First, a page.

There are things that I want to say that they won’t let me say. Then you watch it, and because of standards and practices, they edit out a lot of things. Even though it’s a late night show, in some places it’s syndicated at 4 in the afternoon, and it’s like, really? It’s weird what will fly and what won’t. Last night, I made a gay joke on the show, and they kept that in, but I’m not allowed to say, “douche bag.” It’s like, OK, let’s offend the gay community, but not douche bags.
Were you into dating shows when you were younger?
No. I loved Blind Date when I was in middle school or high school. I don’t remember, but this is the same producer who did Blind Date. Everyone liked Blind Date. I remember, of course, watching Singled Out. I really liked Jenny McCarthy, and I always thought she was great on that show. It’s kind of ironic that I looked up to this blonde woman with big boobs who was funny and crazy, and now I do that for a living. I don’t think I look like Jenny McCarthy at all, but it’s funny how things come full circle.
Has the show affected your views of the dating pool or the dating scene?
No. It’s such a microcosm. You’re going to get creepy guys and gold diggers and douche bags no matter where you go or what you do, so the fact that we condense that world down to 19 minutes and put it on display, I’m not disheartened or anything like that. It’s a TV show, so everything’s exacerbated. I look for very specific things in mates, and I don’t think I’ve found it on my show, so I don’t like to judge them because different people like different things. I’m trying to be as political about this statement as possible [laughs].
Is writing something you’d like to get more into?
For TV shows? No. The people who love writing, all they want to do is be writers, just like teachers or nurses or whatever. I find a lot of times for stand-up comics, you write because it’s a gig that you can get that you’re good at, but if you had your druthers, you’d write for yourself or do your own thing. I’ve been very fortunate that I’ve never had to take any sort of job in comedy that I didn’t want because of these small successes that I’ve had. Writing for my own show would be one thing, but I don’t really have an interest, other than for a friend or a really cool project, in sitting in a writers’ room and writing for someone else. It’s hard to do once you’ve done stand-up. It spoils you for a lot of things.
Is it the singular control you have over it?
Kind of. I could imagine any writer would be like that. When you write a joke, you want to have it said a certain way, and depending upon your director or your producer with his two cents, the actor may say it differently. For me, I don’t think I would want to have the challenge of writing for someone else’s voice. I’m always impressed when writers can do that. Being a stand-up comic is a weird thing, because when you’re on stage, everyone loves you and you’re a star. And then the next day, when you go out on an audition for like girlfriend No. 3, you walk in the room and no one knows who you are. Someone will be like, “Oh, have you tried stand-up?” and you’re like, “Yeah, I’ve tried, and I’ve bought a house with that money.” One art form doesn’t necessarily mean you’ll be good in another art form or recognized in one, so it’s a real mindfuck for lack of a better term.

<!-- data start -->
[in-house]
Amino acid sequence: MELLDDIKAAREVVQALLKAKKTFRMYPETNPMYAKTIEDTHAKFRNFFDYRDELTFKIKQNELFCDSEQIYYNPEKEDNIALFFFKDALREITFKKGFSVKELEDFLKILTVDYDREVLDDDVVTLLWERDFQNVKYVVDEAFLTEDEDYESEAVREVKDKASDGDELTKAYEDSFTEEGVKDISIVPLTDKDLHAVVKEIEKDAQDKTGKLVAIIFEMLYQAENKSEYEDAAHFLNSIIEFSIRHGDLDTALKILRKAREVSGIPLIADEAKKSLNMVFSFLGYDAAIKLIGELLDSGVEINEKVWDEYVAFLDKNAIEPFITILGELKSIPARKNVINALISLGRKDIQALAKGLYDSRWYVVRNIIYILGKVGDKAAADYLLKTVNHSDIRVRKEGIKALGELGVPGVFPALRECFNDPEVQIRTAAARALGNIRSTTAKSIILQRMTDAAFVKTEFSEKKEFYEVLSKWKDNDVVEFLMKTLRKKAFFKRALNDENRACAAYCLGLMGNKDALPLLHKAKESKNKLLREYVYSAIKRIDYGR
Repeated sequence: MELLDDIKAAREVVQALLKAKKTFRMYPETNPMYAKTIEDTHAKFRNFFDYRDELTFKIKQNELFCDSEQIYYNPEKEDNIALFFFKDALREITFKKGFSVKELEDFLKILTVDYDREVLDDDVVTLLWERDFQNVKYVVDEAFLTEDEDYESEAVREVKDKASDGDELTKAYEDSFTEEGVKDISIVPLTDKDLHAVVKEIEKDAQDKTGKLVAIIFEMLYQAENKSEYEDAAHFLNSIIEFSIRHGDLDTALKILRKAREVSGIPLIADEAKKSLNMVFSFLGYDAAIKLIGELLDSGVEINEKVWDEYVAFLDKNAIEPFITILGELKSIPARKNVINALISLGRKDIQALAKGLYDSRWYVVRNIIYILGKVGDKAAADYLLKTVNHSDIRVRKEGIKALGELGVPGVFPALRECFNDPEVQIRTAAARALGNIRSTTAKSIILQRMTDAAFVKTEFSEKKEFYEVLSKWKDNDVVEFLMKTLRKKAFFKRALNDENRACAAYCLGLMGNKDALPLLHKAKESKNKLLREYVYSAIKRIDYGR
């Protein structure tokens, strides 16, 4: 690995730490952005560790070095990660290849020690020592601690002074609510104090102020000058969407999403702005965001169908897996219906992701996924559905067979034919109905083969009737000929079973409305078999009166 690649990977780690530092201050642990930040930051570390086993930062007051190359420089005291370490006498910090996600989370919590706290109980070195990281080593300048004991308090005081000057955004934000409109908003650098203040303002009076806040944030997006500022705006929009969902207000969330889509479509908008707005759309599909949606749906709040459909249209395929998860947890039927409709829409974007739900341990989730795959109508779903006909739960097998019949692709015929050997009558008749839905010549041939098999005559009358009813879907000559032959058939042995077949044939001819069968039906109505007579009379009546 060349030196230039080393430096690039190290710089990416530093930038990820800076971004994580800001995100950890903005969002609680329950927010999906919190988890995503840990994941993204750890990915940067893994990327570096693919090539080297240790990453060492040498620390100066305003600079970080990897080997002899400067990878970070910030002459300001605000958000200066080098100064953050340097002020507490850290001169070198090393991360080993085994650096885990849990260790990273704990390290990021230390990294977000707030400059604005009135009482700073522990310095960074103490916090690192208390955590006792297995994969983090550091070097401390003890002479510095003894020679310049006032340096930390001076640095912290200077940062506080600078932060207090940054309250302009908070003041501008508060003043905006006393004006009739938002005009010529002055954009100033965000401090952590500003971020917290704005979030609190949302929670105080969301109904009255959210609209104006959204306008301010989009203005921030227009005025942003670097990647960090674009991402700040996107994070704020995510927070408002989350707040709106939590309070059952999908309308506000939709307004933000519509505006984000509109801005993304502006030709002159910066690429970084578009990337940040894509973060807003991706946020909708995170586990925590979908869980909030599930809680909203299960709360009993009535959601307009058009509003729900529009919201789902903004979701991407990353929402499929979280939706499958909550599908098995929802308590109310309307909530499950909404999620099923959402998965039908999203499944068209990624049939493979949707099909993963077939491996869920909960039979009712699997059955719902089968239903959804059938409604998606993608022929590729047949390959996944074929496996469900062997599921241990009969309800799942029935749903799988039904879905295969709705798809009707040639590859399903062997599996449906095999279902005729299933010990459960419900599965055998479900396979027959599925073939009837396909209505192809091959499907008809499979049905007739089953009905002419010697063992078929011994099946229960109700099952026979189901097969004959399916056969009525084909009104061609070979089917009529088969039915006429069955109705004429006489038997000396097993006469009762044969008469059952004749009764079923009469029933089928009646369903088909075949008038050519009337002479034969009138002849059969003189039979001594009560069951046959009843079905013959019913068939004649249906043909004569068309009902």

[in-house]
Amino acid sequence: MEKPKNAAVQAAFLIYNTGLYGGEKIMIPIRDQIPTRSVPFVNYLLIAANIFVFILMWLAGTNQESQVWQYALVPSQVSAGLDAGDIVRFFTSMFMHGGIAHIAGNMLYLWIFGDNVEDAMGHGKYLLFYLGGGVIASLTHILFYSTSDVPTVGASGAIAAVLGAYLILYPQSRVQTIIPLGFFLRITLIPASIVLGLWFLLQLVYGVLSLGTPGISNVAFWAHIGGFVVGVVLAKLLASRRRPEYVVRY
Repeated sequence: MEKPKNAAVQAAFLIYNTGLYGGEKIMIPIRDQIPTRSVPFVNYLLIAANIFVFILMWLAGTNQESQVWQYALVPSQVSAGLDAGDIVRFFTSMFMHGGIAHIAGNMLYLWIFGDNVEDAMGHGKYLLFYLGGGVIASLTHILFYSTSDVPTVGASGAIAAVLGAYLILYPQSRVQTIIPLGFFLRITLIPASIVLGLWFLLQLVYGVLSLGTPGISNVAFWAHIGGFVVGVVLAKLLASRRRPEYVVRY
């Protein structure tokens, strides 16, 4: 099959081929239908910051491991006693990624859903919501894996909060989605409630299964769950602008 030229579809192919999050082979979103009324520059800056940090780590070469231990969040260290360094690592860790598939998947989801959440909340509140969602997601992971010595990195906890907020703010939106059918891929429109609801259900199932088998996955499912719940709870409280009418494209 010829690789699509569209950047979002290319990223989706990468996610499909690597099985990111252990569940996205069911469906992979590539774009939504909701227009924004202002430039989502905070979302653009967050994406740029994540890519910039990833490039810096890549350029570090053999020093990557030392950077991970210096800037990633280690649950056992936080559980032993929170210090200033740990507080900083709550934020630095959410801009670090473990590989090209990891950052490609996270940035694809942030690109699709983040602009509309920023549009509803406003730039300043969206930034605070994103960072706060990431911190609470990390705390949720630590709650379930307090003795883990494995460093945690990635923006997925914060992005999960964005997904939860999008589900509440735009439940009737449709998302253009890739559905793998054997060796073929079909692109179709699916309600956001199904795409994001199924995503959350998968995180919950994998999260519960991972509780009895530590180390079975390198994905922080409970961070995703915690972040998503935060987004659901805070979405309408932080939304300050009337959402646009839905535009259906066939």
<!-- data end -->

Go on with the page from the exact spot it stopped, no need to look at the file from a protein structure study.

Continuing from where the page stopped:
Sometimes I’ll see stand-up comics who I really like, and they’re in a commercial for like two seconds, but I know them by name.
Right, right. It’s weird. Even just from an appreciation standpoint, you go to a club, you’re there for the weekend, they pick you up in a car, your fans come. You want to go to these casting directors and say, “I have fans.” People ask me for my autograph, and you want me to show me your profile so I can read this horribly written thing about being a sexually frustrated neighbor. Give me a break. It’s the weirdest thing ever.
Is it tough to find good roles for women in comedy?
I think it’s getting easier and easier. I think people are starting to realize that women are just as funny. It’s not about the fact that you have a vagina. Don’t get me wrong, there are plenty of unfunny women, but there’s also plenty of unfunny guys. In fact, there are probably more unfunny guys. Pretty much everything I read is, “You’re the quirky neighbor who just wants to have sex and doesn’t understand relationships.” I’m like, I don’t really know a ton of women like that, but OK. A lot of them are written in a very similar voice. One network will get a show that’s a hit so every network will copy it. I think women are gaining more and more. You look around at movies and TV shows, and women are getting more of a chance to give their opinions, and I think that’s great.
Iliza Shlesinger will play Punch Line in Sacramento Nov. 15—17, 2012. You can buy tickets for the show through Punchlinesac.com. To keep up to date on Iliza, you can follow her on Twitter at Twitter.com/Iliza, where, amongst other things, you can view daily pictures of her freakishly adorable dog Blanche.